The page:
carrying the suffering

Such a beautiful saint that we celebrated today, St. Martin de Porres. He was born in Lima, Peru, of mixed race (Spanish father, African-Peruvian mother), which probably gave him a unique outlook on life during the colonial era. He must have been a bright young man since he studied medicine at first, but he decided to join the Dominicans instead of being a doctor. He had a great love for the Eucharist and devotion to the Passion of Christ and that resolved itself in a great love for the poor, putting his medical knowledge to use, going to, as Pope John XXIII wrote, the dregs of society.

If there is a thread that runs through the two readings we heard proclaimed today and the life of St. Martin de Porres, it’s suffering––not necessarily our own suffering, but the virtue, the ability, the spontaneous tendency the we find in spiritually enlightened and holy people to share the suffering of others.

Let’s start with Jesus and the gospel today. Both the Songs of the Servant from Deutero-Isaiah which we hear in Holy Week each year and the Letter to the Hebrews paint a picture of Jesus as the one who carries others sufferings. Isaiah 53, which we hear on Good Friday, says that he was a man of suffering and acquainted with iniquityhe has borne our infirmities and carried our diseases … he was wounded for our transgressions, crushed for our iniquities. The Letter to the Hebrews instead says that Jesus was heard because of his reverent submission … he learned obedience through what he suffered, and so is the high priest who is able to sympathize with our weakness. And so when he sees this man with dropsy (Lk 14:1-6), a painful disfiguring disease, his first instinct is to forget everything, even Sabbath observance, and heal him. How often do we hear of Jesus having compassion on the crowds, for example, Mt 9.36––for they were like sheep without a shepherd.

And then here in the middle of our journey through the Letter to the Romans (Rom 9:1-5) we hear of Paul’s great sorrow and constant anguish (I do not think he is exaggerating) about his own Jewish brothers and sisters, almost ready to be cut off himself if only they could find Christ, like a parent offering their life so that the child could live. It reminds me of his sentiment too in the Letter to the Colossians, that mysterious line about completing in his own being what is lacking in Christ’s afflictions for the sake of the body.

And then here are some quotes from John XXIII’s homily at Martin de Porres canonization:

He loved [people] because he honestly looked on them as God’s children and as his own brothers and sisters. Such was his humility that he loved them even more than himself and considered them to be better and more religious than he was. He did not blame others for their shortcomings. … he would overlook their worst offenses. He was tireless in his efforts to reform the criminal, and he would sit up with the sick to bring them comfort. For the poor he would provide food, clothing and medicine. He did all he could to care for poor farmhands, [and all those] who were looked down upon as slaves, the dregs of society in their time. Common people responded by calling him “Martin the charitable.”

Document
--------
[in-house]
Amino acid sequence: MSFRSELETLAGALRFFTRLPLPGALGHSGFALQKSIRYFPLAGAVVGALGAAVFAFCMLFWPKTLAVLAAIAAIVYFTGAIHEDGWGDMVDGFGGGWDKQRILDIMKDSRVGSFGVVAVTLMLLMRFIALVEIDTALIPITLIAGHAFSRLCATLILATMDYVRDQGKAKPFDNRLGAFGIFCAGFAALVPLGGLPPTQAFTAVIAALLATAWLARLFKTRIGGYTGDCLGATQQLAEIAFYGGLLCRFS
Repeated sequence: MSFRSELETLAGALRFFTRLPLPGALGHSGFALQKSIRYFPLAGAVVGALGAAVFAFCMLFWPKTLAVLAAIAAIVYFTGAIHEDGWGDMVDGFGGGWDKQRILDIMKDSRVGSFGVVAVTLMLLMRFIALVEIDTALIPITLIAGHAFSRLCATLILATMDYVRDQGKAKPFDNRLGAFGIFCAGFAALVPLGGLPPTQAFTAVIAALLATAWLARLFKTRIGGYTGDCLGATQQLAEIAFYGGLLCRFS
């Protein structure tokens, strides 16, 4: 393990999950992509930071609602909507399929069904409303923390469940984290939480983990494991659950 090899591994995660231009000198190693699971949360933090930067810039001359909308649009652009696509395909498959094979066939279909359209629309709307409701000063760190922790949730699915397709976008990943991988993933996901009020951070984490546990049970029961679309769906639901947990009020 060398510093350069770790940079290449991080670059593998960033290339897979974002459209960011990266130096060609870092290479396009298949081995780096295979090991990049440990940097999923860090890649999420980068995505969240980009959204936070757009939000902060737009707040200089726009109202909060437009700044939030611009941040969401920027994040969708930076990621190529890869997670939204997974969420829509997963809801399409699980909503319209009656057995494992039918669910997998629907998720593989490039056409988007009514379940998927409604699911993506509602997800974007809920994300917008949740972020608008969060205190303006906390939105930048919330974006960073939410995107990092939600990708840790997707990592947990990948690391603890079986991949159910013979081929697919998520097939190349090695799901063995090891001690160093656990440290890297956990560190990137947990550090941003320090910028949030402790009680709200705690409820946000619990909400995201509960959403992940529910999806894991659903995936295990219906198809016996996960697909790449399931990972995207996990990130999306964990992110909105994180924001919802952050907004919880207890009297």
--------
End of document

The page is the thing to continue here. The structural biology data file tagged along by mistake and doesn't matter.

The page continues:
That’s what it’s like to be like Jesus, to be Christ-like: to be compassionate, to share the sufferings of others.

It’s interesting all the different ways we respond to the gospel, to conversion. Some people convert and then spend the rest of their lives yelling at people, scolding them and telling them what to do. I suppose that’s one approach, but it was certainly not Martin’s approach. He overlooks others’ offenses and served them instead. People were drawn to him because of his humility and charity. Some people convert and then run off to the desert or a cave, in solitude! I realize that working with the poor and doing active ministry is not the hallmark of contemplative monks, and yet I cannot escape the fact that this seems to be the most distinguishing hallmark of a follower of Jesus, proof that we have understood the gospel of Jesus, this kind of compassion, to be able to look at others and see them as one’s own siblings, to look at others and care more about their good than about your own; to look at another and see their suffering, and carry their suffering, and want to relieve their suffering, be willing to suffer in their stead even, that line that Ronald Rolheiser told us was the third feature of what it meant to bless someone: “I would die so that you can live.” Let’s say a simple prayer for this grace today, that our hearts would break open, like our eucharistic bread is broken, in compassion, like the heart of Jesus.

cyprian / 3 nov 17

 

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